A horse riding accident in 1937 at the height of his career resulted in compound fractures in both thighs, complicated by a bone infection, that left him a cripple and in excruciating pain the rest of his life. Still, in public at least, he maintained his upbeat persona and continued to produce hits until his health seriously deteriorated in 1958. He died in 1964.
Must movie rental: "Gay Divorcee" starring Fred Astaire and Ginger Rogers.
An MGM classic: "Kiss Me Kate," based on the Broadway hit. Anne Miller's seductive song and dance to "It's Too Darn Hot" is one of many show-stoppers.
Recommended listening: "Frank Sinatra Sings the Select Cole Porter." Make sure you're getting Sinatra from his incomparable Capitol Records years, accompanied by Nelson Riddle. It doesn't get any better than this.
"Ella Fitzgerald Sings the Cole Porter Songbook." Okay, okay. It does get better - delightful, delicious, and de-lovely, in fact.
A jazz master: Pianist Art Tatum's masterful interpretations of "Begin the Beguine" and other standards would have you believe that Cole Porter wrote specifically for him and other legendary jazz instrumentalists.
Plus: "De-Lovely" soundtrack from the recent film based on Cole Porter's life, starring Kevin Kline. Reinterpretations by Alanis Morissete, Elvis Costello, Natalie Cole, and others demonstrate why Cole Porter's appeal is timeless, that, literally, he is "the top ... the steppes of Russia ... the pants on a Roxy usher ... "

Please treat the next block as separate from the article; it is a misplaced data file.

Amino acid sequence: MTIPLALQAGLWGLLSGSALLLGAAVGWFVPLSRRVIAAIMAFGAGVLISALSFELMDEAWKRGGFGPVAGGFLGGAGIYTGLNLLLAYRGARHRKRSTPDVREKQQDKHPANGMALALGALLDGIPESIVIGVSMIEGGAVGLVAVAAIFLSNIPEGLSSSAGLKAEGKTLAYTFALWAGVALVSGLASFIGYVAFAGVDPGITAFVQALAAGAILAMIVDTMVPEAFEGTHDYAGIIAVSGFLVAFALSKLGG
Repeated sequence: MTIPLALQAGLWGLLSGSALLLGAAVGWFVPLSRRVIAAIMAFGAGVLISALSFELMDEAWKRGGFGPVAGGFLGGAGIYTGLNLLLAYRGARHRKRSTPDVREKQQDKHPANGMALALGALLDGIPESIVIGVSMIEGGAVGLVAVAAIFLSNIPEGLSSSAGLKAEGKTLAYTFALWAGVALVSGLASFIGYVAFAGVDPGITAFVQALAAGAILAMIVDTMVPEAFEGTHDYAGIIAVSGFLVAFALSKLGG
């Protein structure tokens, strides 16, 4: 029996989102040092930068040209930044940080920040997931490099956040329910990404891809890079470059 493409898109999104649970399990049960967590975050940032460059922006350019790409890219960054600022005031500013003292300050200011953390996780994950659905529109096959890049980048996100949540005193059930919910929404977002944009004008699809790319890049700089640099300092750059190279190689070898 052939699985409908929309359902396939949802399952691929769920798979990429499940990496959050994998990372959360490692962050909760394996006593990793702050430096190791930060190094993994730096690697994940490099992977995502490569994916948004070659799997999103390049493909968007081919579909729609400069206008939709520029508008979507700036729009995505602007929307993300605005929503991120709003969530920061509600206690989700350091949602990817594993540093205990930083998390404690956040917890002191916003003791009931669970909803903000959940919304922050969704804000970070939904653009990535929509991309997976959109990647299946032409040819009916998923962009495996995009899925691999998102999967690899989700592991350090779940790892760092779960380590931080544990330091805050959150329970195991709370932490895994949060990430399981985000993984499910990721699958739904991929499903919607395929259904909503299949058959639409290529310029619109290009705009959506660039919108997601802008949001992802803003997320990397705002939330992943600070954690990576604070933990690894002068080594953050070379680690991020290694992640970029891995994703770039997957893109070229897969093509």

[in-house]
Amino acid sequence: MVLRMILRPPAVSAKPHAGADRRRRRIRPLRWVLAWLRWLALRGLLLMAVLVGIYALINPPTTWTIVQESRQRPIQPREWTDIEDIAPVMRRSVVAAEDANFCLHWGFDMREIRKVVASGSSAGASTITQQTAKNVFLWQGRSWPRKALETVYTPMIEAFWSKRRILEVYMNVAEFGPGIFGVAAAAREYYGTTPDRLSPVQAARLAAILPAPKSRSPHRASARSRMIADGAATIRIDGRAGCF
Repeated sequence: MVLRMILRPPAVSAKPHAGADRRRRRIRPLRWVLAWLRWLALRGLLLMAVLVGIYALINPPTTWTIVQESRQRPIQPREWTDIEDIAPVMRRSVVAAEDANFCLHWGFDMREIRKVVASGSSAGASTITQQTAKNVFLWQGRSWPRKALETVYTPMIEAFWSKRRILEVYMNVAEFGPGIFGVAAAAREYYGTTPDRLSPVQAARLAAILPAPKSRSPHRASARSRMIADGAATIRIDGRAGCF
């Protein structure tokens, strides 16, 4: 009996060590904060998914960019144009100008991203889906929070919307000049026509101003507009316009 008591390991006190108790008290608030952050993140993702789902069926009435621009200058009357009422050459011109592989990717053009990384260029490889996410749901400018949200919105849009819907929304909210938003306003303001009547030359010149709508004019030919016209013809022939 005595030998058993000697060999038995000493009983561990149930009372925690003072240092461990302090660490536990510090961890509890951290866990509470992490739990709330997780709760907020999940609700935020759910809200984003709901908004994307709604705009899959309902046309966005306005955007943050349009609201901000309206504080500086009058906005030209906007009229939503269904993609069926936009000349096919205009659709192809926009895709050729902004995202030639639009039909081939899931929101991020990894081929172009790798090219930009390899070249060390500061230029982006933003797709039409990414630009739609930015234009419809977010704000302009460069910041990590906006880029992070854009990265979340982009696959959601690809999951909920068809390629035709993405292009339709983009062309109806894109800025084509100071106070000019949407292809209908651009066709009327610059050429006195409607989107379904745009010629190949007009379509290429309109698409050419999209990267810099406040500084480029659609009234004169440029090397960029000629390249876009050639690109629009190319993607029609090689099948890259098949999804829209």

For articles on composers with mood disorders (Beethoven, Tchaikovsky, Mahler, Liszt, Chopin), check out the Famous People section of mcmanweb.com.
Tuesday, January 6, 2009
In my most recent blog, I mentioned a grand rounds lecture I delivered last year to a psychiatric facility on meds compliance. In the talk, I made two comparisons: 1) A psychiatric drug trial to a cancer drug trial, and 2) A hypothetical oncologist appointment to a psychiatric appointment.
The first clinical trial was an Eli Lilly trial of bipolar patients on the antipsychotic Zyprexa. These were patients who responded well to the med in the initial going. Despite that, 79 percent dropped out of the study after 48 weeks. Believe it or not, Eli Lilly actually found a way to put a positive spin on the findings.
This study is all too typical of long term studies on virtually all classes of psychiatric meds, with drop-out/noncompliance rates averaging about 70-80 percent. In one trial, 100 percent of the patients dropped out. In other words, no one finished the study.
The second trial I referred to was an AstraZeneca study of breast cancer patients on tamoxifen. In that study, 26 percent dropped out after one year, almost the exact inverse of the Zyprexa study. But rather than put a positive spin on the finding, AstraZeneca was so alarmed by the high drop-out rate that they stopped the study.
What is going on? Both drugs have horrible side effects, but one group of patients is obviously buying into long term treatment and the other isn't. Could the difference lie in what doctors are telling their patients?
Consider the gist of the message the oncologist gives to a patient:
"It's going to be hell, but there's an excellent chance your cancer will go away."
I made sure all the heads in the room were nodding on that point before proceeding to my next PowerPoint. Now here's what I know too many psychiatrists are telling their patients, I said:
"What are you complaining about? These meds work. Something must be wrong with you. You're much better off than you were before. You need to stay on these drugs for the rest of your life."